- Sending request – be honest in your stay (are you traveling with your significant other, friend, etc?) make it personal (like a cover letter for a job – maybe they say they have a dog and you love dogs and miss your dog at home – mention this! Maybe you both love yoga or the same type of music). Most hosts aren’t thrilled by the same copy/paste generic message that you send to all hosts in the area (and will likely ignore a generic message).
- Send several requests to increase your odds of finding a host who accepts (you won’t always find one).
Accepting/declining an accepted request
Goal: Confirm your Couchsurfing stay
Confirm request – Once a host accepts your request, make sure you hit “yes” and confirm the reservation and write a message thanking the host for accepting. I always accept the first person to say yes, because I don’t request anyone that I wouldn’t actually want to stay with.
Decline request – I only decline (hit “no”) an accepted request if I have already found someone else to stay with. In that case, I will decline and let them know I found another host, but ask if I can stay with them as a back-up in case my host has to cancel. You might also decline if your plans have changed, make sure you send a message explaining this out of courtesy.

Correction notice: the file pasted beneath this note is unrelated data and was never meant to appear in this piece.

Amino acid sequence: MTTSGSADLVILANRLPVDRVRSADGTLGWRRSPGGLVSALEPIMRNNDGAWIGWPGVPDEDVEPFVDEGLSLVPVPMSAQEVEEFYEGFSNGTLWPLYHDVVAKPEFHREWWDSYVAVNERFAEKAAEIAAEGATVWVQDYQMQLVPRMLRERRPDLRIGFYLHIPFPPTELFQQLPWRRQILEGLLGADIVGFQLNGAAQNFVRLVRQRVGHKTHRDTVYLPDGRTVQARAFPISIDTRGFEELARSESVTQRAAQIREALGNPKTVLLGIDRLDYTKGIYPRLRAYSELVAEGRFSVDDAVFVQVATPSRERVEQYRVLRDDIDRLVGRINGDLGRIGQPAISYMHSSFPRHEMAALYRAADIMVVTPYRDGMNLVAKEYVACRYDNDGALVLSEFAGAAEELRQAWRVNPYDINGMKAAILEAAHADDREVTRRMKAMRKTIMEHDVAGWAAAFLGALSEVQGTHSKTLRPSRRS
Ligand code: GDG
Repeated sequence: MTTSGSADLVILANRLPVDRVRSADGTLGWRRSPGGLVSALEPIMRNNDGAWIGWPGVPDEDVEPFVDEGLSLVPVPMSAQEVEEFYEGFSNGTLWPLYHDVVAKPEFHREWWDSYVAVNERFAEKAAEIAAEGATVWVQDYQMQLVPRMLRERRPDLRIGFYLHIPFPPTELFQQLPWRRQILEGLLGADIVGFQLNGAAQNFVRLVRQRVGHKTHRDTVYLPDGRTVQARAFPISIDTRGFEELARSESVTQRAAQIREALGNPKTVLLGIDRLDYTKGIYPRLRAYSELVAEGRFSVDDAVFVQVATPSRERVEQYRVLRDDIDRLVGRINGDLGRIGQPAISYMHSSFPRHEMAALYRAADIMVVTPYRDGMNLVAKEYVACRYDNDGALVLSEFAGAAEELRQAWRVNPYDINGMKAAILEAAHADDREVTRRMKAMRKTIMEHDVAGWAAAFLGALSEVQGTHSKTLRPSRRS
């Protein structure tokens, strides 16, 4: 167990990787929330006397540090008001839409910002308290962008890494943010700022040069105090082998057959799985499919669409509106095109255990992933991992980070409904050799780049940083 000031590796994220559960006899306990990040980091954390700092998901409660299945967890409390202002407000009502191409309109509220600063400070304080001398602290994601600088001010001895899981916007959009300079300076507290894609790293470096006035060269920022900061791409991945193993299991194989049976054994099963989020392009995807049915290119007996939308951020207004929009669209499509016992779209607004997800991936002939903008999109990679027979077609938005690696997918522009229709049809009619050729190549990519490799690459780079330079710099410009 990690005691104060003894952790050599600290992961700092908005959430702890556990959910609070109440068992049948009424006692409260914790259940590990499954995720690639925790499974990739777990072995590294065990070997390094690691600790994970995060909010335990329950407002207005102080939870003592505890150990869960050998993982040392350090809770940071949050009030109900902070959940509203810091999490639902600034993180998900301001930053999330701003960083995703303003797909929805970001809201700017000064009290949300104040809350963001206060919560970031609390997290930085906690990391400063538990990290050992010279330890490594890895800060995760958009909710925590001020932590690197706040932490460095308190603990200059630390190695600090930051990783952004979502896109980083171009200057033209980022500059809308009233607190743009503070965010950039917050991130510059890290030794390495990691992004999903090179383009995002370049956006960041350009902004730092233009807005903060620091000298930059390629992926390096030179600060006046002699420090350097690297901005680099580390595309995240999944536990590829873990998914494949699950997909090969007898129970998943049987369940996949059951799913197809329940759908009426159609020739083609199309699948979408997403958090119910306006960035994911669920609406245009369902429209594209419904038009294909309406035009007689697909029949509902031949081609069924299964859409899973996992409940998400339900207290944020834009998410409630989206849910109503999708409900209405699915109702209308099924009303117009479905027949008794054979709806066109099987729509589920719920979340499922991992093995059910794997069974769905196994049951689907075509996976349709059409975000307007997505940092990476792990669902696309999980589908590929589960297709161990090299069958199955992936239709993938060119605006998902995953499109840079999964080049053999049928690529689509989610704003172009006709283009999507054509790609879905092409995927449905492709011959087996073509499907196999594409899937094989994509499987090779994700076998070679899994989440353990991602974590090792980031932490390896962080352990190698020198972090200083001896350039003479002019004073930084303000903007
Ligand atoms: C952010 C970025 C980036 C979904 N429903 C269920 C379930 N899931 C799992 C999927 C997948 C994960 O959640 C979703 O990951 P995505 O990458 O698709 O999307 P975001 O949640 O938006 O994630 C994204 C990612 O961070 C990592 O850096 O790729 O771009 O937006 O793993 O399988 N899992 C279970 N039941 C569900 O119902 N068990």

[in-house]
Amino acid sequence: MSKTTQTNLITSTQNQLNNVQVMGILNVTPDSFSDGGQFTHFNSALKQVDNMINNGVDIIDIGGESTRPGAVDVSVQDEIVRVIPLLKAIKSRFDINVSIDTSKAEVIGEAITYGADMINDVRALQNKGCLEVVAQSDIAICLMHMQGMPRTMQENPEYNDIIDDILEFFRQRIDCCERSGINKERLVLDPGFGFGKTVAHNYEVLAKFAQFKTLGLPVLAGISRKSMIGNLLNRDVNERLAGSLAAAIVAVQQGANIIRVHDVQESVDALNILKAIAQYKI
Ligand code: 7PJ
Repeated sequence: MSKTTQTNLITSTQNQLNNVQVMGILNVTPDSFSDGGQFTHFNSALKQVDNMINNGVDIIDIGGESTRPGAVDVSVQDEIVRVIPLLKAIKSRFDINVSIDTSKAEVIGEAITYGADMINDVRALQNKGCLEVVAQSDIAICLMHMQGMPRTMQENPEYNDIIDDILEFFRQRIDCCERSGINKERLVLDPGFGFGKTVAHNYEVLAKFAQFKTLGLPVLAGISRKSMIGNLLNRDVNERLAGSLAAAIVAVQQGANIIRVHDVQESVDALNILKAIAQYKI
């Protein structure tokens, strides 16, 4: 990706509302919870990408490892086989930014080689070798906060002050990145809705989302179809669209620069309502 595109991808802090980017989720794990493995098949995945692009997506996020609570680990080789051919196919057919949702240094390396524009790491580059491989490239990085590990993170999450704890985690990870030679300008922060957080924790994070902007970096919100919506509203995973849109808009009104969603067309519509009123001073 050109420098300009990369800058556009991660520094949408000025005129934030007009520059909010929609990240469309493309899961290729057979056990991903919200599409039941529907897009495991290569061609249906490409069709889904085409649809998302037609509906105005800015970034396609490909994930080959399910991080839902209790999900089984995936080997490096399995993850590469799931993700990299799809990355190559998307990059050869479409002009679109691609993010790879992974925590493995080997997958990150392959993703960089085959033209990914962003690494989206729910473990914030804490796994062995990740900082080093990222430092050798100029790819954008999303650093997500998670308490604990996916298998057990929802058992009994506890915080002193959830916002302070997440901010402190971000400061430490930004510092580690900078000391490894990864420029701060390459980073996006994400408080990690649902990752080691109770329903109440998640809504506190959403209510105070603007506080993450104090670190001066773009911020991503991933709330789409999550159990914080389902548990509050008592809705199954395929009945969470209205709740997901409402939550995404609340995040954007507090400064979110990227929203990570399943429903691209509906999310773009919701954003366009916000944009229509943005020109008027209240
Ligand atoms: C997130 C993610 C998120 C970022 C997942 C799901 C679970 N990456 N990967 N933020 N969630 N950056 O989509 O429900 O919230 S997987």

Making the most out of declined requests
Goal: Get recommendations or arrange an afternoon/night out on the town
The reality is more often than not, we find most of our requests are ignored or declined (for rational reasons – the host already accepted other Couchsurfers for our dates, will be out of town, has other plans, etc.).
Even so, the first thing we do while planning our upcoming destination is request Couchsurfing hosts. If we don’t have any luck, we move on to Airbnb or search for hostels for accommodation (whichever is cheaper).